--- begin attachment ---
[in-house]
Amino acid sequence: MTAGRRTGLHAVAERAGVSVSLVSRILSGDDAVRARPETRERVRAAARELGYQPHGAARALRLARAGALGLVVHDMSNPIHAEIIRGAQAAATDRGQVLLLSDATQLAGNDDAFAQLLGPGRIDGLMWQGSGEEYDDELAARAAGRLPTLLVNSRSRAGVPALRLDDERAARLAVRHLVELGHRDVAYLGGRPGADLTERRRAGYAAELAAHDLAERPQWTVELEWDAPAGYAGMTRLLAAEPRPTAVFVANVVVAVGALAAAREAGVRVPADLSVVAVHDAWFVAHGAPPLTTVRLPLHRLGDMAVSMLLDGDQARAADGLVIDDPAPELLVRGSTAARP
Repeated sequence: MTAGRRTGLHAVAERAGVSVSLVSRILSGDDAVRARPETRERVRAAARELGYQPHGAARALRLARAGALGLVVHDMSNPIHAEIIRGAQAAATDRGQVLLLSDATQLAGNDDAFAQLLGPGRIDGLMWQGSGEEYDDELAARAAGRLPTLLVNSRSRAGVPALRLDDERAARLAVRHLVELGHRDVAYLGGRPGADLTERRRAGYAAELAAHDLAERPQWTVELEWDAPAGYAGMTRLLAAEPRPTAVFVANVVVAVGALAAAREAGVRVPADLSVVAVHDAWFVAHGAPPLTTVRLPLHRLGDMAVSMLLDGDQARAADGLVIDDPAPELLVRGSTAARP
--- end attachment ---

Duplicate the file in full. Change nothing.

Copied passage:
[in-house]
Amino acid sequence: MTAGRRTGLHAVAERAGVSVSLVSRILSGDDAVRARPETRERVRAAARELGYQPHGAARALRLARAGALGLVVHDMSNPIHAEIIRGAQAAATDRGQVLLLSDATQLAGNDDAFAQLLGPGRIDGLMWQGSGEEYDDELAARAAGRLPTLLVNSRSRAGVPALRLDDERAARLAVRHLVELGHRDVAYLGGRPGADLTERRRAGYAAELAAHDLAERPQWTVELEWDAPAGYAGMTRLLAAEPRPTAVFVANVVVAVGALAAAREAGVRVPADLSVVAVHDAWFVAHGAPPLTTVRLPLHRLGDMAVSMLLDGDQARAADGLVIDDPAPELLVRGSTAARP
Repeated sequence: MTAGRRTGLHAVAERAGVSVSLVSRILSGDDAVRARPETRERVRAAARELGYQPHGAARALRLARAGALGLVVHDMSNPIHAEIIRGAQAAATDRGQVLLLSDATQLAGNDDAFAQLLGPGRIDGLMWQGSGEEYDDELAARAAGRLPTLLVNSRSRAGVPALRLDDERAARLAVRHLVELGHRDVAYLGGRPGADLTERRRAGYAAELAAHDLAERPQWTVELEWDAPAGYAGMTRLLAAEPRPTAVFVANVVVAVGALAAAREAGVRVPADLSVVAVHDAWFVAHGAPPLTTVRLPLHRLGDMAVSMLLDGDQARAADGLVIDDPAPELLVRGSTAARP